As he began work toward his doctorate in health promotion science at Claremont Graduate University, Christopher Cappelli became fascinated with the way biology intersects with public health—specifically how understanding the neurocognition underlying addictive behavior can help predict and prevent it.
“I really liked the biology connection with the public health field,” says Cappelli, assistant professor of health and human sciences. “It takes a little bit from biology, psychology and classic public health to learn how we can modify behavior by understanding the science behind it.”
In his first few months after joining the faculty at Loyola Marymount University, Cappelli is wrapping up a couple of research projects. One looks at drug use among teens at alternative high schools, examining factors that would predict or protect against drug use. He’s also helping to complete data analysis of a study started during post-doctoral work at the University of Southern California to learn how enhancing mindfulness in middle-school students can work to protect against negative behaviors like smoking and drug abuse.
One paper published from the USC study reported that children with lower executive functioning were more likely to eat junk food and be sedentary.
At LMU, Cappelli will continue his research to more fundamentally understand the neurocognitive basis of behavior, and in the long term, collaborate with other faculty involved in work on sports medicine, muscle health, bone health and kinesiology. He’s also keen to get his students involved in examinations of drug use and other areas branching out from there.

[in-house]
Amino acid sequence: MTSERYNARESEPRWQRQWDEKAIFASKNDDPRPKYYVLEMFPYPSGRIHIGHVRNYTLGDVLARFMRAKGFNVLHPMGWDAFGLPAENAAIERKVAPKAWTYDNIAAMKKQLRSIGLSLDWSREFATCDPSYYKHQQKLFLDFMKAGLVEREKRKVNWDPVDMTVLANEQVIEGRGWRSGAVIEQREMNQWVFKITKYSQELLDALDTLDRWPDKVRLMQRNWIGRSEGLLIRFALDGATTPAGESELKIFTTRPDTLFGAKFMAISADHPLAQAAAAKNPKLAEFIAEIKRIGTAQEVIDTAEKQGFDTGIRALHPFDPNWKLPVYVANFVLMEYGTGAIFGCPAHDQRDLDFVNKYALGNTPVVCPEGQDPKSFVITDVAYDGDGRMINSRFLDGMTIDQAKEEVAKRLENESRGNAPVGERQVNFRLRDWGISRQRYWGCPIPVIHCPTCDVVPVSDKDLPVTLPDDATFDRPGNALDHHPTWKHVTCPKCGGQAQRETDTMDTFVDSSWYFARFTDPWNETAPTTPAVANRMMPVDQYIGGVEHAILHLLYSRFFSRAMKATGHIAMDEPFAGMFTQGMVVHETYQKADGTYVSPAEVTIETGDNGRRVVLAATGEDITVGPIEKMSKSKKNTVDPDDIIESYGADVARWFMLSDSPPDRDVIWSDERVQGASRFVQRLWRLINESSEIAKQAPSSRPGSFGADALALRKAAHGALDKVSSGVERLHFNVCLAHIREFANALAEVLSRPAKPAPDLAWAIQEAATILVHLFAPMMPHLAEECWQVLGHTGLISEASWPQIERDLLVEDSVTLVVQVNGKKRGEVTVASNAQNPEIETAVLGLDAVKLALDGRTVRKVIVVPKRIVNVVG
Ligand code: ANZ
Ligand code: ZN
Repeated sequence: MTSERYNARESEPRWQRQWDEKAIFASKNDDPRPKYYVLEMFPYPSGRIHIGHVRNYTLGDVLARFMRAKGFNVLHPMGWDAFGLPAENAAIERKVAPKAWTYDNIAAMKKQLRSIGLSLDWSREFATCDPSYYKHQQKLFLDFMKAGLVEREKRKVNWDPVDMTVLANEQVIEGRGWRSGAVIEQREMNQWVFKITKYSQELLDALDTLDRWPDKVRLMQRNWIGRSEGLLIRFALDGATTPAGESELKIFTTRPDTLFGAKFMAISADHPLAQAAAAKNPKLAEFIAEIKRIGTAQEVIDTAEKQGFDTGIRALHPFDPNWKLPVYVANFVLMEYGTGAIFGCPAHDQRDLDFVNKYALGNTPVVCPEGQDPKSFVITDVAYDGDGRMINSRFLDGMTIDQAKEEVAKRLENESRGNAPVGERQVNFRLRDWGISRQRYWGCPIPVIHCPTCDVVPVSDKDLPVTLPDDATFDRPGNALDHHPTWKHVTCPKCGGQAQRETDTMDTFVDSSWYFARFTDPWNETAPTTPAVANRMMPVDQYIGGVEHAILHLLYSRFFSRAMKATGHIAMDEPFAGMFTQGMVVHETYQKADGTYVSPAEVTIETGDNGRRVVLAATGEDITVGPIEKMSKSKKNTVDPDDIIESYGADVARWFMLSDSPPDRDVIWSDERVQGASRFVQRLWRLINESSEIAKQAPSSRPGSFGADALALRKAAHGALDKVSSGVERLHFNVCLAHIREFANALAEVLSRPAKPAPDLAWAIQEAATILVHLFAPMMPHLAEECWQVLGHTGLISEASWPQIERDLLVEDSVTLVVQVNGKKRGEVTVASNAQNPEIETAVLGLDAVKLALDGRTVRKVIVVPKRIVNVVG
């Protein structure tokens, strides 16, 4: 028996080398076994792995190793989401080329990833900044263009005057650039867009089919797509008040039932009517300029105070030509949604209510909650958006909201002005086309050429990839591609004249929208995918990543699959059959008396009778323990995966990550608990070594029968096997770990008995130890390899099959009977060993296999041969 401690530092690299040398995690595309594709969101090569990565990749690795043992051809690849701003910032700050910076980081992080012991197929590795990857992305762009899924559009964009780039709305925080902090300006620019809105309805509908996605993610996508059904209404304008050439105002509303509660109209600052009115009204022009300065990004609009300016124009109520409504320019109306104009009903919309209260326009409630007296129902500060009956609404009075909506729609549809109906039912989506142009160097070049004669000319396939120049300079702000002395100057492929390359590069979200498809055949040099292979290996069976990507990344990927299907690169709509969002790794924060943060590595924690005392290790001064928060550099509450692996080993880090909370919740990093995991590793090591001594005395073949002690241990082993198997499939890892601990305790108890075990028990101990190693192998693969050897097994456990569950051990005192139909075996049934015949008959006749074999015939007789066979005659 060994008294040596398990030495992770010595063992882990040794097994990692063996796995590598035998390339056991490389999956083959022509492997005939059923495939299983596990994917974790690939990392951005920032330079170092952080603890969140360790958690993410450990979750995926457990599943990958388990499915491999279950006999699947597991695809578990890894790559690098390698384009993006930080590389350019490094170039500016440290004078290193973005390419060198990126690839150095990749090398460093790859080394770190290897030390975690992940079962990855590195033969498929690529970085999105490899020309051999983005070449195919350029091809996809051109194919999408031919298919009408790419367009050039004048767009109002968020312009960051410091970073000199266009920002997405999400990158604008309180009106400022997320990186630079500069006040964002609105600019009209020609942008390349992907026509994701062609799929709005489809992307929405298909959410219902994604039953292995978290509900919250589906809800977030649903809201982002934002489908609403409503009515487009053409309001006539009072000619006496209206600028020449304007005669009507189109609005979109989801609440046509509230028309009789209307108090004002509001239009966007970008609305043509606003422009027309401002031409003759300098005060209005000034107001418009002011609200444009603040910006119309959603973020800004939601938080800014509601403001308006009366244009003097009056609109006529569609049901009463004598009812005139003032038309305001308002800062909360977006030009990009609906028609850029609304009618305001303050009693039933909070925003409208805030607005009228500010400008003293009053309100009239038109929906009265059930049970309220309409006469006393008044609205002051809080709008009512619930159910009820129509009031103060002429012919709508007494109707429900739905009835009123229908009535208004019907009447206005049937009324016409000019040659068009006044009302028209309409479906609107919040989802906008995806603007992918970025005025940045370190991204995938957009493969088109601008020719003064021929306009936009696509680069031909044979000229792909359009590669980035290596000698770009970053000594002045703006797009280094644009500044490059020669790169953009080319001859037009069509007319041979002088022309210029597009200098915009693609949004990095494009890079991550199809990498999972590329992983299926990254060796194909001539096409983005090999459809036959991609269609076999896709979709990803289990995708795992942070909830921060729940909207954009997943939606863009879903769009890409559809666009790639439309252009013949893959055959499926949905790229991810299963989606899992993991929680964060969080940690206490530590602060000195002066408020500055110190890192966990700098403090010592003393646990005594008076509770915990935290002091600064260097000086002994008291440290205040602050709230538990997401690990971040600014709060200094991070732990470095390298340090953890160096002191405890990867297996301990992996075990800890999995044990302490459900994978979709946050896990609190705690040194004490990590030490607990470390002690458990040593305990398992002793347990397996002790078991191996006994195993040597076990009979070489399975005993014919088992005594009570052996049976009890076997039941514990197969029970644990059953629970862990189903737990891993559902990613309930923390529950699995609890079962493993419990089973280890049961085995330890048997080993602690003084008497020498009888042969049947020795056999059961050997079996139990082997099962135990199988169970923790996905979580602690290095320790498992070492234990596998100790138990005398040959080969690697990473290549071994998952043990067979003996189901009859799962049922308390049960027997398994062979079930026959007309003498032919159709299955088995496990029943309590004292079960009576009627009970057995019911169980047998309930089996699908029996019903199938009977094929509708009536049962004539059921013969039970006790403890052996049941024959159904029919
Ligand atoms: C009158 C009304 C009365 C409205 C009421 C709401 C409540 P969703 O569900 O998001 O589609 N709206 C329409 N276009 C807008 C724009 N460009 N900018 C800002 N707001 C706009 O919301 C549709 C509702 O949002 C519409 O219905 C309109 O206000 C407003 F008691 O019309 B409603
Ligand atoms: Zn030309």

An expert in neurocognition, neurobiology, substance abuse, addiction and other health behaviors, Cappelli earned a Master of Public Health degree from USC before concentrating in neurocognitive sciences for his doctorate at Claremont.
In his first semester at LMU, he’s teaching an upper-division class in public health for majors and a freshman course for non-majors.
Joining LMU’s faculty is a return to the campus for Cappelli where he earned his bachelor’s degree in biology.
“It was my undergraduate experience that drew me back,” he says. “It is such a warm, welcoming environment. LMU is focused on educating and creating a better person and a more just world.”
A Los Angeles native, Cappelli enjoys surfing, hiking, and camping. His wife, Jessica, is a forensic scientist who volunteers with the Los Angeles County Sheriff’s Department and is working toward becoming a criminalist. The two have a son, Connor, who was born a few months ago.